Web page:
Wisconsin official: Voters must mail their own absentee ballots | National policy

MADISON, Wis. (AP) – Wisconsin’s chief electoral officer said Thursday that voters in Wisconsin must send their own mail-in ballots and cannot have someone do it for them, adding to the confusion about whether elderly and disabled people would break the law if they received help.

The remarks by Wisconsin Elections Commission Administrator Meagan Wolfe came after the state Supreme Court on Friday issued a ruling banning mail-in ballot boxes. The judges ruled that only the voter can return an absentee ballot to the local clerks in person.

The court, however, did not specify who can send absentee ballots by mail. Wisconsin law states that voters must mail their ballots. Federal law, however, allows non-voters to place disability ballots through the mail.

The electoral commission, made up of three Republicans and three Democrats, couldn’t agree during a meeting on Tuesday on the orientations to be given to the clerks.

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During a question-and-answer session with reporters on Thursday, Wolfe was asked what she would tell voters to reduce confusion. Wolfe said voters should seek advice from their local clerks, but added that “at this time, the voter is the one who should send in the ballot.”

She said election officials were concerned about voter confusion, but it wouldn’t be “appropriate” for her to express any other thoughts beyond what the state Supreme Court said. .

Barbara Beckert, director of external policy for Disability Rights Wisconsin, pointed out that federal law protects the right of people with disabilities to get help mailing their ballot and to have someone they choose deliver it to their clerk or polling station and the decision of the state Supreme Court. didn’t change that.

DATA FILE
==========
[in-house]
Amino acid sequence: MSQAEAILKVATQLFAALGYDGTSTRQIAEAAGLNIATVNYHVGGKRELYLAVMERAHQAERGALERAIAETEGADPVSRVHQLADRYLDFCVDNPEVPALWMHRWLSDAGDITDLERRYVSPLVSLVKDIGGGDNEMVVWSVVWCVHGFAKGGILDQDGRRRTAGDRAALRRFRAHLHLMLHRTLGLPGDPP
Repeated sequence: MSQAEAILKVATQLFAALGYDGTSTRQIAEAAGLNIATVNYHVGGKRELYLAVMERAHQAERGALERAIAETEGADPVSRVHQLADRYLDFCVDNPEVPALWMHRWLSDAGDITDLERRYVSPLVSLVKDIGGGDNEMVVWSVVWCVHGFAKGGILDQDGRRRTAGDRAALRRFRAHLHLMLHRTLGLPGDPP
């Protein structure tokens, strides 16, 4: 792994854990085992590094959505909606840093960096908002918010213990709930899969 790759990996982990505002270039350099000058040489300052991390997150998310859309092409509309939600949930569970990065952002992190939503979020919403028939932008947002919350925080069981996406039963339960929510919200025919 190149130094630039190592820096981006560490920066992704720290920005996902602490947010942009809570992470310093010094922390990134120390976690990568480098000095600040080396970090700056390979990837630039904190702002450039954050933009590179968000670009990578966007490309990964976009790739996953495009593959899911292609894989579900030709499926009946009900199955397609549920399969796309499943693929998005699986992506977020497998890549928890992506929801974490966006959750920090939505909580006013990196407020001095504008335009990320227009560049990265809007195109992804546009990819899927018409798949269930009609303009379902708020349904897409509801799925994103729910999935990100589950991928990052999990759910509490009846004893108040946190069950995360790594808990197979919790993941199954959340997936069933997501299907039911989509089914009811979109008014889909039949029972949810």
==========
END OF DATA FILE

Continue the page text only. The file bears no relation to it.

“If a voter with a disability needs someone else to mail in their ballot, they should feel comfortable doing so,” Beckert said.

Election Commission spokesman Riley Vetterkind said later Thursday that Wolfe was not making a policy statement, but simply explaining what state law says.

Republicans have claimed that others mailing absentee ballots on behalf of voters, a practice known as ballot harvesting, are rife with fraud, although there is no evidence of that in Wisconsin.

Separately on Thursday, Republican lawmakers asked the Legislative Rules Committee to kill the committee’s attempt to allow clerks to fill in missing information on mail-in ballot envelopes.

The commission issued guidelines in 2016 allowing poll clerks to correct omissions and errors in witness addresses on mail-in ballot envelopes without contacting the witness or voter.

The GOP took aim at the guidelines after Joe Biden won the state in 2020, demanding that the commission develop emergency rules codifying the guidelines. The commission voted in January to draft the guidelines as an emergency rule.

Senate Majority Leader Devin LeMahieu, Assembly Speaker Robin Vos and Assembly Speaker Pro Tempore Tyler August sent a letter to the chairs of the rules committee on Thursday saying the rule is being enforced and the committee should delete it.

They wrote that under state law, if an envelope is missing a witness address, it doesn’t count. LeMahieu said in a statement that Senate rules committee co-chairman Steve Naas had agreed to convene the panel next week.

“We saw what election officials did when they were given an inch of leeway when administering election laws,” LeMahieu said. “No more.”

LeMahieu, Vos and August all face leading opponents who have complained the GOP hasn’t done enough to bolster election security since Biden’s victory.

Vetterkind, the commission’s spokesman, did not immediately respond to a message seeking comment.

Follow Todd Richmond on Twitter at https://twitter.com/trichmond1

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